And there is a further challenge. Since the removal of the Adult Social Care Outcomes Framework, employment outcomes in some areas have been impacted, with supported employment opportunities being reduced or even closed altogether. However, to ensure local areas get the most out of the investment from internships work, it is critical local authorities continue to invest in good quality supported employment. That way, young people can not only enter into the labour market, but sustain good quality careers – creating more opportunities for others to do so in the future.

With Department for Work and Pensions Universal Support coming down the track, councils have the opportunity to retain and invest in the supported employment infrastructure needed to make this a success.

The opportunities offered by supported internships are clear. The round table heard a plea to local authorities to grasp the benefits of the model: ‘We need senior leaders within local authorities to continue to invest in an evidence-based model, improving the lives of their residents, effectively using education funding to prepare people for a great life with meaningful work, reducing the lifelong bill for adult social care, improving health outcomes, enabling young people and their parents to be economically active within local communities and supporting a largely untapped talent pipeline to meet the local economic needs of communities.’


Carmel McKeogh explains how the DFN Project SEARCH model operates as a ‘team of teams’ helping young people with a learning disability and/or autism transition into work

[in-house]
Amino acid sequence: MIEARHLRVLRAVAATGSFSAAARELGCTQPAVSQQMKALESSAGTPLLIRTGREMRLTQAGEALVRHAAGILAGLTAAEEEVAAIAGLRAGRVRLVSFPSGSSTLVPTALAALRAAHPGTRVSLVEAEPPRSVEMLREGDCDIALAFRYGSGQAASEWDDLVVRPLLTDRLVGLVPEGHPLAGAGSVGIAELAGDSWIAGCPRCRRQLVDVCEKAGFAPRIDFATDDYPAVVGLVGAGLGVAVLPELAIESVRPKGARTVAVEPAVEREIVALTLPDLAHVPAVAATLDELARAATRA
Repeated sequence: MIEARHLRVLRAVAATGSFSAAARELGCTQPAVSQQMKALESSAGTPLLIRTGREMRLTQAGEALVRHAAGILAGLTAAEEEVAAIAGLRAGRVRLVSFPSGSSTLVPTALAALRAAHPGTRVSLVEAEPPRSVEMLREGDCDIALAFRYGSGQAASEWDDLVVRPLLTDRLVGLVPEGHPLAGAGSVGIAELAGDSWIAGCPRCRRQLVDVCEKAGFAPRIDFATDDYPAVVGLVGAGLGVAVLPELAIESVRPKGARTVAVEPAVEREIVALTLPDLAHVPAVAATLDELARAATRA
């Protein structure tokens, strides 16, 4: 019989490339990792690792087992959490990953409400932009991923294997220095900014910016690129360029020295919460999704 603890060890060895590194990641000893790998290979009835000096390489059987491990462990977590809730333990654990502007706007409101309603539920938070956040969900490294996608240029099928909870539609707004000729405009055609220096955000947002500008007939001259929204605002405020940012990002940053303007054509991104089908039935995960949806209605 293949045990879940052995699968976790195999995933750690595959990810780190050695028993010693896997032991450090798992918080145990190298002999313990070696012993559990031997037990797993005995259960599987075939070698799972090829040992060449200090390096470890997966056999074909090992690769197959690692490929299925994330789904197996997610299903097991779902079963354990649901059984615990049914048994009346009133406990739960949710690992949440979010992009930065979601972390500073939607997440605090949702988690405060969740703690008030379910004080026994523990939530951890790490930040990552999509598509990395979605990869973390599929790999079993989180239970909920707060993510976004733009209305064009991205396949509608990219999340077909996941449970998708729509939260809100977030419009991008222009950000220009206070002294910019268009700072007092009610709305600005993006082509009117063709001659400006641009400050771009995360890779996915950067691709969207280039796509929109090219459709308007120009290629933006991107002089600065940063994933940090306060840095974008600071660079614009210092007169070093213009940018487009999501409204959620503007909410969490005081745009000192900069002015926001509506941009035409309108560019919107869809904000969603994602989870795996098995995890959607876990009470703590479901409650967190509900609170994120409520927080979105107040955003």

We are DFN Project SEARCH, a national charity changing the lives of young people with a learning disability and/or autism spectrum condition by supporting them into full-time employment.

Together with our community of partners we deliver supported internships – transition-to-work programmes – for young people in their final year of school or college, helping them make the positive transition to adulthood. We are:

  • Nationwide, but locally focused: more than 100 across the UK, with each site informed by the needs of the local community
  • Driven by data and impact: to date, we have supported more than 2,000 young people into internships, with on average 70% of graduates going on to permanent jobs
  • Partnership builders: through our impact-driven Project SEARCH model, we build programmes that benefit host employers, local authorities and educators around the needs of the young people we support
  • Aiming high: we aim to support 10,000 young people into employment by 2030.Our model involves surrounding young people with a community of support. That is why we operate as a team of teams, bringing together:
  • Local authorities
  • Education providers
  • Supported employment agencies
  • Employers from the public and private sectors.

We collaborate with partners who share the same ambition and passion as us: to build a more inclusive workplace and ensure all young people with a learning disability and autism can attain high-quality full-time employment in their local area and make the transition into productive adulthood.

Carmel McKeogh is DFN Project SEARCH director of operations

Round table participants

Alex Perkins, manager, workforce community engagement, Amazon

Donna Brown, managing director, healthcare, ISS

Kieran Watt, programme manager, NDTI (National Development Team for Inclusion)

Laura Davis, chief executive, BASE (British Association of Supported Employment)

Charlotte Ramsden, chief executive, Children and Families Trust Bradford

Andrew Attfield, associate director of public health, Barts NHS Trust

Angie Ridgewell, chief executive, Lancashire CC

Claire Cookson, chief executive, DFN Project SEARCH

Carmel McKeogh, director of operations, DFN Project SEARCH

Michael Burton, editorial director, The MJ (chair)